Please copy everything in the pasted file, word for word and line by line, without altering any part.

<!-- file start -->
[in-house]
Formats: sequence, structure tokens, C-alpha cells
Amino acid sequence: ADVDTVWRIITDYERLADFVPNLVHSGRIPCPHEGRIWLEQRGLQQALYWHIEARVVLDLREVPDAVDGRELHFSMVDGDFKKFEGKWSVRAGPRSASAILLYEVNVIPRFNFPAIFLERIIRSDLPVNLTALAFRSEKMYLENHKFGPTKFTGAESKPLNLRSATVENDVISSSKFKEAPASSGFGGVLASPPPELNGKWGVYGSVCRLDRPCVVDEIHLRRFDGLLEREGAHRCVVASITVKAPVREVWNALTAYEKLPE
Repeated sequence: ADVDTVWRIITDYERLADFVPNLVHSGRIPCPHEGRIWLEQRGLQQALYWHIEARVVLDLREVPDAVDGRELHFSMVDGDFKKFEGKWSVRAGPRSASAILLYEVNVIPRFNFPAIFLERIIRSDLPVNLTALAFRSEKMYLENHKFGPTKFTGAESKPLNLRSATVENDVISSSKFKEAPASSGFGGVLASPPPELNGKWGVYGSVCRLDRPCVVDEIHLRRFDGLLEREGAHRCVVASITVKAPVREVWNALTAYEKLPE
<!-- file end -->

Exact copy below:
[in-house]
Formats: sequence, structure tokens, C-alpha cells
Amino acid sequence: ADVDTVWRIITDYERLADFVPNLVHSGRIPCPHEGRIWLEQRGLQQALYWHIEARVVLDLREVPDAVDGRELHFSMVDGDFKKFEGKWSVRAGPRSASAILLYEVNVIPRFNFPAIFLERIIRSDLPVNLTALAFRSEKMYLENHKFGPTKFTGAESKPLNLRSATVENDVISSSKFKEAPASSGFGGVLASPPPELNGKWGVYGSVCRLDRPCVVDEIHLRRFDGLLEREGAHRCVVASITVKAPVREVWNALTAYEKLPE
Repeated sequence: ADVDTVWRIITDYERLADFVPNLVHSGRIPCPHEGRIWLEQRGLQQALYWHIEARVVLDLREVPDAVDGRELHFSMVDGDFKKFEGKWSVRAGPRSASAILLYEVNVIPRFNFPAIFLERIIRSDLPVNLTALAFRSEKMYLENHKFGPTKFTGAESKPLNLRSATVENDVISSSKFKEAPASSGFGGVLASPPPELNGKWGVYGSVCRLDRPCVVDEIHLRRFDGLLEREGAHRCVVASITVKAPVREVWNALTAYEKLPE